On an especially cloud-covered Sunday evening, we waited for Traffic Jam to start their show. The venue was Tao Terraces at 1MG Mall in Bangalore an open space sheathed by nothing but the sky, illuminated mostly by the moon.
As the band took the stage, they were greeted with lazy, but not unwelcome smiles. They started off with a light-hearted number titled All That Jazz. Some of you may remember it from the musical Chicago. Traffic Jams adaptation was brilliantly refitted, with a no-frills vibe about it. The original flavor of the song wasnt diluted thanks to the accompanying instruments, and one could hardly feel the lack of the trumpet, thanks to Marcus Daniels dexterous fingers, rasping away at the piano keys. Some were tapping their feet, some were bobbing their heads, and soon as the first song was over, they had everyones attention. There was applause, promptly followed by the next song What You Got an original composition. Jessica Moorwood laughingly added that she probably shouldnt have mentioned that. I, for one, was glad she did!
One of my favourite things about the gig was the neatness of it all. There was no 30-minute soundcheck while the audience waited, there was no Oscars-inspired speech between songs, and the conduct of the band engaged everyone without egregiousness. Their demeanour suited the ambience and it was almost like the music was a natural extension of the pale starlight and the wind.
Soon enough, Jessica announced that the song they were about to play had danceable tunes, if any couples were interested in that sort of thing. A Day in the Life of a Fool(aka Black Orpheus aka Mahna de Carnaval) was playing. Traffic Jams take on the song wasnt too mellow and it lasted a while longer than the original. The tempo was perfect thanks to Abhilash EKs powerful subtlety with the drums. Breaks between the vocals and instrumental sections were placed at adequate lengths. The guitar solo rendered by Abhishek Prakash was followed by Marcuss piano, in immediate succession. Sadly, nobody was dancing to this piece of classical legend and they would have had a long dance too!
This was remedied by their next song another original titled Lost Together. Jessica dedicated it to her husband saying that it was written by him. It was a dreamy track with a tune and words that remind you of two lovers drifting into a world they made, unbeknownst to anyone else. Sure enough, there were couples dancing to this one. Its the sort of song youd associate with the phrase Rainbows and Unicorns, if you, like me, spend far too much time on the Internet for lack of other things to do!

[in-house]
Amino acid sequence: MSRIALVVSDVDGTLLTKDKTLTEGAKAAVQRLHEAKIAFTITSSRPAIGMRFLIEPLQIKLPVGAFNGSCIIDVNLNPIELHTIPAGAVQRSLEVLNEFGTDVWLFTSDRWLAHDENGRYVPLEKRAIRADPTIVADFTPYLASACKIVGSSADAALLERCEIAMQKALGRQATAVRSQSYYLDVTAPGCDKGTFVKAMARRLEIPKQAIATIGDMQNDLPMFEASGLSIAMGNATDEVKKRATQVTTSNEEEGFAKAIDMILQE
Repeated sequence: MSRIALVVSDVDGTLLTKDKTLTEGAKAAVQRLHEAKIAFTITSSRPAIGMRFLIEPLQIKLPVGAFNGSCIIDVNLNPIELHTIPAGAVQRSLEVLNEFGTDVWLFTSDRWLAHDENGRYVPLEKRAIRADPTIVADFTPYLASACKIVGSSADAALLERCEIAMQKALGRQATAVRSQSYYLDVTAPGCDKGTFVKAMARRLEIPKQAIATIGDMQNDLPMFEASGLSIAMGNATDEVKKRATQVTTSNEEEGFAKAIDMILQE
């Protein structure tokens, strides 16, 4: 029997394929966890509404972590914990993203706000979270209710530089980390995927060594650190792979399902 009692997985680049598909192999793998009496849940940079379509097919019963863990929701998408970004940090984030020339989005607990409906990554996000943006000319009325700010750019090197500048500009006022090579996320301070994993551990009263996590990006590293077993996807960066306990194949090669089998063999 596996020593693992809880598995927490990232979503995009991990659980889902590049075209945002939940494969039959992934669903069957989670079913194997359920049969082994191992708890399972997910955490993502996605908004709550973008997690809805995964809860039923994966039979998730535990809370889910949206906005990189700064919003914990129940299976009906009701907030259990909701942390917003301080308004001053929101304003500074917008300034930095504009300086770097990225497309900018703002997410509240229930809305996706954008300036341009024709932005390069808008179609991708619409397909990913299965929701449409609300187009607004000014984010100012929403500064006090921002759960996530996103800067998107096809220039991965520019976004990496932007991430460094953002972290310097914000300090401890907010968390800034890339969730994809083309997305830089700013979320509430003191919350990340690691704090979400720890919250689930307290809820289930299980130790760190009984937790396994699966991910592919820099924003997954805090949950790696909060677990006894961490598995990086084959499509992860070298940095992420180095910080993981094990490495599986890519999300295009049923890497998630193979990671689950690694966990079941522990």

The highlight of my evening was when I discovered to my pleasant surprise that their set list included Duke Ellington and Bob Russells Dont Get Around Much Anymore.Traffic Jams rendition was upbeat, and if you wouldnt pay attention to the lyrics, youd hardly feel the shreds of sadness mixed with indifference. It signified age, but not in years. It signified youth, but not in words. An honest, straightforward cover that did no disservice to the original.
Keeping up with the deceptive cheerfulness, they played their next song Aint No Sunshine When Shes Gone. I dont know how Traffic Jam could pull off Duke Ellington and Bill Withers while making it seem effortless, but they did it. Weve all heard several versions of this song and any jazz enthusiast would not resist or tire of new forms of its expression. Jessicas vocals on this one would warrant even Eva Cassidys attention. Jefferson nuanced the performance in a wonderful way with his bass never dipping into the background. The soul of it all, however,was Abhisheks solo, which was vivid and heartfelt. Nobody wanted the song to end, but end it did. Thankfully, it was only half their set time that was over.
After a well-deserved break, they returned with the instrumental Take 5. Thats my ringtone! said the excited voice of my friend and colleague Rohan as he could barely stop himself from shaking a leg, much like most people at the venue.
The rest of their set included Autumn Leaves, Son Of A Preacher Man, All Of Me, and other songs. My [other] friend and colleague Dev, remarked sometime during one of their songs that you cant play the blues or jazz unless you really loved music. I nodded in agreement. It was quite telling of Traffic Jam then, that they packed a group of songs with their own flavour and kept adding on to it, without taking anything away.